The ways of the world are constantly changing. God’s truth hardly ever overlaps with the trends of society. The ways of the world will continue to change, but God’s ways will never change. Don’t conform to the ways of the world, the trends of society. Rather, allow the love of God and the gospel of Jesus Christ to transform you into the very image that God created you to be – His.

Customizing Christ

A year ago, Greg Trimble wrote an article entitled, “Quit Acting Like Christ Was Accepting of Everyone and Everything,” and due to recent events with the Supreme Court rulings on marriage, it has resurfaced. Every once in a while, sometimes a long while, you stumble upon good reading, and this is by far one of the most spot on descriptions of the general community, more particularly the Christian community, when it comes to developing faith in Christ, with the false idea and practice of maintaining lifestyles that do not conform with His gospel.

“Instead of looking for a Church that teaches truth, many are on a quest to find a church that can satisfy their innate desire to worship God, and yet at the same time, live the lifestyle that they want to live regardless of how ungodly it really is. Some consider it a great feat to find a church that allows them to live how they want to live, and still feel like they are worshipping God.”

As one who had a desire at a young age to learn about God, I attended several different churches and noticed this very real trend. In some churches it was preached. For them, all that matters is that you develop a relationship with Christ. My personal impression and opinion is that churches want regular attendance, but don’t want to risk losing followers because of offending them with hard doctrine (i.e. enforcing the gospel commandments, repentance, etc.) So long as someone is working to develop a relationship with Christ, their salvation is guaranteed because they believe in Him. While this is partially true, there is a huge misunderstanding.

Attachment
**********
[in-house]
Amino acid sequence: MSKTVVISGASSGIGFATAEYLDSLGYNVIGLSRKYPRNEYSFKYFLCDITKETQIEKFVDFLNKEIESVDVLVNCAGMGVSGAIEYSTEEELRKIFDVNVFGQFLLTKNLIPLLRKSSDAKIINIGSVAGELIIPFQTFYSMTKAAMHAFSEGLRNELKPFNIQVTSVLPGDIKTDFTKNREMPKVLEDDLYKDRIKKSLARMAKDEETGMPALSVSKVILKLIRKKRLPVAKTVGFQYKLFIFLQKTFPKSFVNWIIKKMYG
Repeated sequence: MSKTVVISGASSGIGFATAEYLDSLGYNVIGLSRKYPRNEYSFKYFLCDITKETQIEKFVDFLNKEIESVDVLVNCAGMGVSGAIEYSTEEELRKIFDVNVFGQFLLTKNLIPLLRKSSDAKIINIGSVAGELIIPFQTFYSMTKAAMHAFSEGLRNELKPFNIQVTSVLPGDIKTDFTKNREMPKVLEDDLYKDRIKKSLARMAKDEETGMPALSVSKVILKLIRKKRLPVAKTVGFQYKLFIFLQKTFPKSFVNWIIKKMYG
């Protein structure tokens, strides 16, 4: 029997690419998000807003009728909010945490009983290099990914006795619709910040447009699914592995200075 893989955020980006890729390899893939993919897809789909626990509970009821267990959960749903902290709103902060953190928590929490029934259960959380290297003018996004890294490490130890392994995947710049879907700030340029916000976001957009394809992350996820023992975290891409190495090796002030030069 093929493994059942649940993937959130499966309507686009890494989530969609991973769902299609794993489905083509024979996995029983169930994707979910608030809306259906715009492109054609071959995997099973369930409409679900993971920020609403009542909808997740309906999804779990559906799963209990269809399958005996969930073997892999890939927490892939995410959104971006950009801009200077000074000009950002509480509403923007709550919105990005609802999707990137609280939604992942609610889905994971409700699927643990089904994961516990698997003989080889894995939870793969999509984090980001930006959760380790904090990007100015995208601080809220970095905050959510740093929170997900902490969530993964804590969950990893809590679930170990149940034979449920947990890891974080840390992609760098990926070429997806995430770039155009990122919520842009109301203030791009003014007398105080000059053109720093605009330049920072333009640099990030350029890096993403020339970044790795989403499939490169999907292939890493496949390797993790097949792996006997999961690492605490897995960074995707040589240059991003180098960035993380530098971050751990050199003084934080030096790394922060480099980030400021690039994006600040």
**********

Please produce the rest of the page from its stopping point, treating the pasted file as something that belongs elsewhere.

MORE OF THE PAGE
“Too many people are looking for a religion that is easy. In the world, we are offered instant salvation and taught about a Christ that accepts everyone just the way they are.”

Religion isn’t easy. Following Christ is not easy. If it were easy, we would be perfect, and let’s face it, we are all far from claiming perfection.

“Of the Jews five times received I forty stripes save one. Thrice was I beaten with rods, once was I stoned, thrice I suffered shipwreck, a night and a day I have been in the deep; In journeyings often, in perils of waters, in perils of robbers, in perils by mine own countrymen, in perils by the heathen, in perils in the city, in perils in the wilderness, in perils in the sea, in perils among false brethren; In weariness and painfulness, in watchings often, in hunger and thirst, in fasting often, in cold and nakedness. Therefore I take pleasure in infirmities, in reproaches, in necessities, in persecutions, in distresses for Christ’s sake: for when I am weak, then am I strong.” -2 Corinthians 11:24-27; 12:10. Emphasis added.

The truth is that salvation is indeed found in Christ, BUT conversion is the process that leads to salvation. Conversion involves change. Change that improves. Change that endures.